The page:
Oboi Reed in Quilombo do Remanso, Brazil. All photos courtesy of Oboi.
[This piece was contributed by Oboi Reed, founder of The Pioneers, a bike club that promotes cycling on Chicago’s South Side, and co-leader of the Southeast Side community advisory group for the city’s Streets for Cycling 2020 plan.]
In February, I embarked on a journey to live and study in Brazil for six months. With the tremendous support of many family and friends, I travelled to Salvador, Bahia, Brazil to study public health in the African-Brazilian community in Salvador and elsewhere in northeast Brazil. Throughout this nearly four month program, Brazil: Public Health, Race, & Human Rights organized by The School for International Training, colleagues and I were blessed to have unparalleled access to the people, families, organizations, institutions, and systems that make up the fabric of Brazil’s healthcare delivery system. We experienced firsthand, in sight and in sound, the contemporary successes and challenges of the public healthcare system for African-Brazilian people and all Brazilians. We engaged patients, community health agents, nurses, doctors, administrators, activists, educators, and more. We directly participated in the Candomblé spiritual tradition. We explored Candomblé traditional healing as a critically important and culturally relevant system of healthcare – in fact a viable & effective complement to the Brazilian government’s system of healthcare delivery.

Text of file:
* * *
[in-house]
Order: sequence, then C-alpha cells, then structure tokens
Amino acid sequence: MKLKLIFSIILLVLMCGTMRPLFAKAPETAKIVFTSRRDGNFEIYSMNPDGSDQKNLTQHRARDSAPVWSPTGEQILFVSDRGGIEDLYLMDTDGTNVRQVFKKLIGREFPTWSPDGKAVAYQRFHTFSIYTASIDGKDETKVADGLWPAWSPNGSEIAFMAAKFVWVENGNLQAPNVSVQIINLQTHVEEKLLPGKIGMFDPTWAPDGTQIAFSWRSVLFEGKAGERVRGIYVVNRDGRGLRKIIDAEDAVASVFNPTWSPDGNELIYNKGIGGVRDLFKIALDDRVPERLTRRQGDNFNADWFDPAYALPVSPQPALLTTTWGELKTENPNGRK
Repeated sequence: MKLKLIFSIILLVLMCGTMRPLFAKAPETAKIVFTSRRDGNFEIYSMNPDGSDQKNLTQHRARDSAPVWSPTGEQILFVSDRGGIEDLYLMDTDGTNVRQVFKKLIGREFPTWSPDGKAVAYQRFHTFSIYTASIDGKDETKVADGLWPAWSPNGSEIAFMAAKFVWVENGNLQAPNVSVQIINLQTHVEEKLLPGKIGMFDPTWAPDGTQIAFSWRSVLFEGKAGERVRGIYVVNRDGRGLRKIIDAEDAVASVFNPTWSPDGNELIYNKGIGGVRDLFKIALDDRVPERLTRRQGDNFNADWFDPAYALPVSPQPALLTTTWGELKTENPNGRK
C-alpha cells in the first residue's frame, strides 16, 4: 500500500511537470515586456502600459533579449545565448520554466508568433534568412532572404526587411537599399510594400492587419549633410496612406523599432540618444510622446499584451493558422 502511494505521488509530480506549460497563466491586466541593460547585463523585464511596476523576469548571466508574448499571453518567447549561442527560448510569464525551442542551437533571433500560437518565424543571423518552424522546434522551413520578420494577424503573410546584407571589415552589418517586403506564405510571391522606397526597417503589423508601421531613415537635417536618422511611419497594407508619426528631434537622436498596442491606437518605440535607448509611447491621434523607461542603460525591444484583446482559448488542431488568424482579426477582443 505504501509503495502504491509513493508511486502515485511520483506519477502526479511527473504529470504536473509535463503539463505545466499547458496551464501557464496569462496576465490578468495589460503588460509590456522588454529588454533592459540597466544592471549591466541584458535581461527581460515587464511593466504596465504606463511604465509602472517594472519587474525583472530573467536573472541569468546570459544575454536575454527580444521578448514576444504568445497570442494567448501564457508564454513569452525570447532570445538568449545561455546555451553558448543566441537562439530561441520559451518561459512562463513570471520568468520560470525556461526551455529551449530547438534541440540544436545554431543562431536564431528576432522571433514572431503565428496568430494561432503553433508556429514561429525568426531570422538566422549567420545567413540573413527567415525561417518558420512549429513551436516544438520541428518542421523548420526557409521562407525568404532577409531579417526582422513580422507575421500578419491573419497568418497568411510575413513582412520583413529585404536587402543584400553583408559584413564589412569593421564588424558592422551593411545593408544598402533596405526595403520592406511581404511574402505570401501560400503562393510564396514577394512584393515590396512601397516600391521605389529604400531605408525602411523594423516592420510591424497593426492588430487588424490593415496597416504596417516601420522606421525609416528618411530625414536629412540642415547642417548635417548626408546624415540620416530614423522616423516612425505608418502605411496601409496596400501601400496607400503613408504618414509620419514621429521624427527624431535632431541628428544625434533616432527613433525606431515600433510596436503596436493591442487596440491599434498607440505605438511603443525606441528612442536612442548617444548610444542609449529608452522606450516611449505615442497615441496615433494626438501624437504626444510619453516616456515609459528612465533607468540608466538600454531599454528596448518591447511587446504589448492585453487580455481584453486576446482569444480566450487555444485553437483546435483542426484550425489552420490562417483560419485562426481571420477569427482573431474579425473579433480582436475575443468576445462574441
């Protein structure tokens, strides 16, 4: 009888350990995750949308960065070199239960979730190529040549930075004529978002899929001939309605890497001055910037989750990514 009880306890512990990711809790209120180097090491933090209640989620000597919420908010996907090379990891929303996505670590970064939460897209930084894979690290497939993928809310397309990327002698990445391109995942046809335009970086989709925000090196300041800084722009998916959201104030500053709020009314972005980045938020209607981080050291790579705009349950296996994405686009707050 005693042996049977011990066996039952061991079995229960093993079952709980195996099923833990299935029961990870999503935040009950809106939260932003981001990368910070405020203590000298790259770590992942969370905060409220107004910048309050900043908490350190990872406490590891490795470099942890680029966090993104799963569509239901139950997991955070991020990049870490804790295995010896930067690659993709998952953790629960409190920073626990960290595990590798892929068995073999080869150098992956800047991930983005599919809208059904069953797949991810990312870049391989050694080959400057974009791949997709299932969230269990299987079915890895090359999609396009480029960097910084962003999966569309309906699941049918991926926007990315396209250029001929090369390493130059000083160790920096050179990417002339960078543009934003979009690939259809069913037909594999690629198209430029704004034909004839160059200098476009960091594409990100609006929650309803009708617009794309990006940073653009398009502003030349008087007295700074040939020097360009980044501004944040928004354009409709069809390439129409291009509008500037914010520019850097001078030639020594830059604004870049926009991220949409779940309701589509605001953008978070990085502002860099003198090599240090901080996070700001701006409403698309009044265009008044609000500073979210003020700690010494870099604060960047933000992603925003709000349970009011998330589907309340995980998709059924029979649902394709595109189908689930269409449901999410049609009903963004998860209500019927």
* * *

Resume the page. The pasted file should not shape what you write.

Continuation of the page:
We traveled throughout northeast Brazil, visiting a diverse set of communities: Itapuã, Cachoeira, Alecrim, Ilha de Maré, Feira de Santana, Santo Antonio de Jesus, Lençóis, and Luna. The exposure to different geographies, lifestyles, cultures, people, income levels, struggles, and successes was an incredibly eye-opening experience. The opportunity to achieve all of this in such a short timeframe was a divine blessing and a once-in-a-lifetime opportunity. It served as an important chance for me to grow personally, academically, and professionally by embracing my global citizenship. My life has changed forever.
Continue reading Black Power Riding: Oboi Reed reports from Brazil